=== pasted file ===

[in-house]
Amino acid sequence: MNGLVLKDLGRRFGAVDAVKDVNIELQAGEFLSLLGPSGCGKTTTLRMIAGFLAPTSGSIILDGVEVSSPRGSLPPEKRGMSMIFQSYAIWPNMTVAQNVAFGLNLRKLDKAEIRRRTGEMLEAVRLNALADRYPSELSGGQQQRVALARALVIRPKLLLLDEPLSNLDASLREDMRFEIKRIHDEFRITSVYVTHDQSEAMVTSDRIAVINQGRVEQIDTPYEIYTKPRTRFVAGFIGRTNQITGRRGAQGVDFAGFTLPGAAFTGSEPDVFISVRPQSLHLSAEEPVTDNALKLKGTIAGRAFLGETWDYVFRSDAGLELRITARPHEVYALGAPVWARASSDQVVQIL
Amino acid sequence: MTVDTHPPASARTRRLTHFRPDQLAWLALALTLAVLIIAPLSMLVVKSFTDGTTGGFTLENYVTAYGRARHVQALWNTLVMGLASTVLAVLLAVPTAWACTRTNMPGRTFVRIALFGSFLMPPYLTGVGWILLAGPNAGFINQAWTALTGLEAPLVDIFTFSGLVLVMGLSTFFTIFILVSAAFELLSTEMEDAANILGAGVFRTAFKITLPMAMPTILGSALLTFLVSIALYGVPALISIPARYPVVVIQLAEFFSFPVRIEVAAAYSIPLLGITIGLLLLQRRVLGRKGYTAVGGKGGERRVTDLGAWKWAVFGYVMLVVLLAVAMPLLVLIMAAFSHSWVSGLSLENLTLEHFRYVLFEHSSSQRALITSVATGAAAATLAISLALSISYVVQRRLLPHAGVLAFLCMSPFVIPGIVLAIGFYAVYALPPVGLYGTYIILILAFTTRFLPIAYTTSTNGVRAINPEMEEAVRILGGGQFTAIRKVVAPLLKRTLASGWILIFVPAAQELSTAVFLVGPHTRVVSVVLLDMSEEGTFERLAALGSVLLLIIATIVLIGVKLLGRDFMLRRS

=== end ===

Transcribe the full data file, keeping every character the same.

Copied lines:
[in-house]
Amino acid sequence: MNGLVLKDLGRRFGAVDAVKDVNIELQAGEFLSLLGPSGCGKTTTLRMIAGFLAPTSGSIILDGVEVSSPRGSLPPEKRGMSMIFQSYAIWPNMTVAQNVAFGLNLRKLDKAEIRRRTGEMLEAVRLNALADRYPSELSGGQQQRVALARALVIRPKLLLLDEPLSNLDASLREDMRFEIKRIHDEFRITSVYVTHDQSEAMVTSDRIAVINQGRVEQIDTPYEIYTKPRTRFVAGFIGRTNQITGRRGAQGVDFAGFTLPGAAFTGSEPDVFISVRPQSLHLSAEEPVTDNALKLKGTIAGRAFLGETWDYVFRSDAGLELRITARPHEVYALGAPVWARASSDQVVQIL
Amino acid sequence: MTVDTHPPASARTRRLTHFRPDQLAWLALALTLAVLIIAPLSMLVVKSFTDGTTGGFTLENYVTAYGRARHVQALWNTLVMGLASTVLAVLLAVPTAWACTRTNMPGRTFVRIALFGSFLMPPYLTGVGWILLAGPNAGFINQAWTALTGLEAPLVDIFTFSGLVLVMGLSTFFTIFILVSAAFELLSTEMEDAANILGAGVFRTAFKITLPMAMPTILGSALLTFLVSIALYGVPALISIPARYPVVVIQLAEFFSFPVRIEVAAAYSIPLLGITIGLLLLQRRVLGRKGYTAVGGKGGERRVTDLGAWKWAVFGYVMLVVLLAVAMPLLVLIMAAFSHSWVSGLSLENLTLEHFRYVLFEHSSSQRALITSVATGAAAATLAISLALSISYVVQRRLLPHAGVLAFLCMSPFVIPGIVLAIGFYAVYALPPVGLYGTYIILILAFTTRFLPIAYTTSTNGVRAINPEMEEAVRILGGGQFTAIRKVVAPLLKRTLASGWILIFVPAAQELSTAVFLVGPHTRVVSVVLLDMSEEGTFERLAALGSVLLLIIATIVLIGVKLLGRDFMLRRS